For a girl at seventeen in the nineteen-fifties there was no interlude in which you might study, or travel, there was only life ahead, a version of the lives around, and the question of love, whether you would or anyone would love you, this bare, unattractive you who is suddenly, every day, unleashed on the world. 

On page one of The Dry Heart, a teacher/mother/wife shoots her husband between the eyes; she narrates it as if about to hang out the washing. When her baby dies of meningitis, she throws out all the baby's things. 

We're stupid and don't know what we really want when we're young. Life runs away with us before we know what it's all about.

When I was 17 or 23 life was not running away with me. Au contraire. Life hadn't arrived at all. I was still reading the label on the honey jar as I ate my toast in the morning. I was not thinking of a husband, a house or children. I was thinking of the obverse of all that, whatever it turned out to be. I had no expectations. No image. There's a freedom in hardly seeing past the end of your nose, in either direction. 

Saturday 4 June 2022

Search Description for QUICK SERVICE by P.G.WODEHOUSE

Quick Service by P.G. Wodehouse is in a world of its own, mid-Atlantic, mid-twentieth century, English country houses and butlers, a choice of cars if you wanted to go to London, a choice of crass and crusty older men and unexpectedly lively young men, the English class system in operation, the shift of money from one generation to the next, a few steps sideways, a meeting by the moat, or in The Gardenia Tea Shoppe for a dozen strategic teas and buns, add an imperious mid-atlantic matron, a few games of craps with the stable boys, a slip of a thing, a poor relation, Miss Fairmile who goes the country mile to the future head of the Art Department at J.B Duff's Magnificent Hams, currently J.B. Duff's valet, yours truly Joss Weatherby, artist, who, lovely as it is beside the moated manor house in perpetual summer, would be happy with a gasworks in Jersey City, if only Miss Fairmile, Sally, were beside him, she was the blossom along the bough.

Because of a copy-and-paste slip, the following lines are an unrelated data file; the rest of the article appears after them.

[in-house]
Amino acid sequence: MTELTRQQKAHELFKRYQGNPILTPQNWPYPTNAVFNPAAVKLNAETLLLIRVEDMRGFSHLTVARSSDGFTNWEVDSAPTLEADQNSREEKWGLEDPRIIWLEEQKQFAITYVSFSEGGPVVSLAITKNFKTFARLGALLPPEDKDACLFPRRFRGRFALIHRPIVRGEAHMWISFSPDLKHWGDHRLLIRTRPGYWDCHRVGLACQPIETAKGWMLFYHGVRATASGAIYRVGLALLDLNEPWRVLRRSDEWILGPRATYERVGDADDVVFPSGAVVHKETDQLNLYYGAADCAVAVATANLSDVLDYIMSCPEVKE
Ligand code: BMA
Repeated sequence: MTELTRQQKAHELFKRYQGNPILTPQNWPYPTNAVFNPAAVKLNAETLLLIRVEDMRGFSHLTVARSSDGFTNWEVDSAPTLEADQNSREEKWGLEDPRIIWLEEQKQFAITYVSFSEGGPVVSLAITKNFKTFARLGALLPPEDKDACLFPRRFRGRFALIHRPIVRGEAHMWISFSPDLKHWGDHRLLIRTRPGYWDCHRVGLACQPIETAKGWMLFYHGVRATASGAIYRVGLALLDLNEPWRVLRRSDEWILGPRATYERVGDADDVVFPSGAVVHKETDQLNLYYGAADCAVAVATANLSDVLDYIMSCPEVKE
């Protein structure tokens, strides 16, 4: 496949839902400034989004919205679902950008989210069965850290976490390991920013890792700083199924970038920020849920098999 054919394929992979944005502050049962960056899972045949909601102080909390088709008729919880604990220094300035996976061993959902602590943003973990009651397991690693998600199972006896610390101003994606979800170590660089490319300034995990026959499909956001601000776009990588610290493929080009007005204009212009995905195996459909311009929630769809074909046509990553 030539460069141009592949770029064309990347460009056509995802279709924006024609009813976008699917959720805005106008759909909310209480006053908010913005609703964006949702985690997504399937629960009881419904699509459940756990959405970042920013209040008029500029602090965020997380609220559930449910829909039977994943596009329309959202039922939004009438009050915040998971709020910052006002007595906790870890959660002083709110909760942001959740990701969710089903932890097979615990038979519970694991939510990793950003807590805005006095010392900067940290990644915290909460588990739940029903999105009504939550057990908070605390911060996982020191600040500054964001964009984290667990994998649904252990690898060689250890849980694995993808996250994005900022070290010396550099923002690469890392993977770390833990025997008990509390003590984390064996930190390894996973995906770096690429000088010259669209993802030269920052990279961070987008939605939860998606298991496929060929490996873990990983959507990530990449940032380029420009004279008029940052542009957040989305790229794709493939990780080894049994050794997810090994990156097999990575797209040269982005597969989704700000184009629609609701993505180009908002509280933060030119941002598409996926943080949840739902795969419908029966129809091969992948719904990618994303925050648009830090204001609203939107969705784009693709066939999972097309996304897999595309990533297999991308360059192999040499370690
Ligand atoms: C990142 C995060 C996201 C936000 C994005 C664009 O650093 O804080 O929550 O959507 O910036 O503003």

Nothing better to read if you feel in any way fragile or uncertain.